REVIEW: THE ACCIDENTAL LIBRARY MANAGER
Rachel Singer Gordon. The Accidental Library Manager. Information Today, 2005. $29.50. 1-57387-210-5. Reviewed by Marylaine Block
Some are born for library management, but an awful lot of us have library management thrust upon us unexpectedly. Should that happen to you, take a couple of days off and read this book. Will it tell you everything you need to know? Hardly. But you can consider it a course outline for the practical class in management that library schools don't seem to offer, complete with case studies, interviews, and recommended reading and web resource lists. [See the web site for the book at <http://www.lisjobs.com/talm>.]
Gordon speaks to the specialized concerns of all library managers, not just directors: assistant directors, project managers, department heads, managers of one-person-libraries, even non-librarians, paraprofessionals, and volunteers. She draws on comments offered by 244 library managers in a survey she conducted in 2003.
As in her previous books, Gordon points out that the skills we've acquired as librarians will stand us in good stead as we prepare for the job of management: the ability to collect and analyze information, organize it, and share it, the tendency to build networks, and our belief in equity of access and treatment ("as useful when it comes to staff as when dealing with library customers").
The first chapter lets you know what challenges you're in for during the transition period as you first become a manager, and recommends resources and strategies for dealing with those challenges, as well as which habits we need to curtail and which to cultivate. Succeeding chapters deal with managing people, facilities, technology, and (perhaps thorniest of all) change. Other chapters deal with managing external relations (with the board, the press, government), and with legal and ethical issues. The final chapter deals with career development planning for managers, whether or not they wish to continue in management.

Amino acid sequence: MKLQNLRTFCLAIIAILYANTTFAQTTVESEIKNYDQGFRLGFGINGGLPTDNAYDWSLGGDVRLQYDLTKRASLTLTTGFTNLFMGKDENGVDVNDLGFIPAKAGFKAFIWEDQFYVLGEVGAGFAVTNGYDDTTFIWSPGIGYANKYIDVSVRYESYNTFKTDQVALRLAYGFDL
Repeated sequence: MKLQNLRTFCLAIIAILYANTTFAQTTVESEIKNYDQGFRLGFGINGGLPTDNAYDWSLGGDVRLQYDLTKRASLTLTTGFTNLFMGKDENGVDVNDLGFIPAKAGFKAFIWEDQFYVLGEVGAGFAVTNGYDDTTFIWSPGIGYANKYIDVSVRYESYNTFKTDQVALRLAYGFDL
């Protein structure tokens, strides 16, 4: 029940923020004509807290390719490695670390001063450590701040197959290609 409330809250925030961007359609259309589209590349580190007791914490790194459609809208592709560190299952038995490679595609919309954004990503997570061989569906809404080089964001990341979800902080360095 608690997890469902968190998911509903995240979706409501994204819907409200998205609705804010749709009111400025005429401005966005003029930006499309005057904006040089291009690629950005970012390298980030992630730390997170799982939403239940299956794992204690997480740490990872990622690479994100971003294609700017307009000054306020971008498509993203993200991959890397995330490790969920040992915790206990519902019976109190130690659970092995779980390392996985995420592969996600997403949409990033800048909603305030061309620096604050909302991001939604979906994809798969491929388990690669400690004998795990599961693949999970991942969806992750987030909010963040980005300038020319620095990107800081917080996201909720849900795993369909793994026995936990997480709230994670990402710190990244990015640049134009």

Perhaps unique in management books, the chapter on What Library Staff Want gives us a useful view of management through the eyes of the managed. Quoting extensively from the words of survey respondents about their best and worst bosses, she draws lessons about the most desired qualities in managers.
This is an extremely practical book for the first-time manager. It says, in effect, "These are the issues you will have to deal with, and here are some tips on how to handle them. Here are interviews with people who've been in the same situation as you, who explain how they handled it. And since this book can't possibly tell you everything, here's where you should go for more detailed, specific help."
It's yet another fine offering from one of the brightest young lights in our profession.
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Before we leave the library world, we recollect our long-held belief that a library, and the library profession, find their analogy in our cat. The brain of the cat directs him to go out and find a mouse; this is Administration. He perceives, by sight, sound, and smell, the mouse: this is Collection Development. He catches the mouse: this is Acquisitions. He digests the mouse: this is Cataloging and Serials. He comes in and tells us about the mouse: this is Reference. He curls up in a ball and enjoys the mouse: this is Circulation. Finally, later on, he produces, for the out-of-doors, an Annual Report, which no one wants to see. So he buries it. However, he loves, and expects, regular supplies of goodies, and adores being brushed and cuddled and told how beautiful he is.
Noel Peattie, Sipapu_ V.23, N.2, 1993, p.12.
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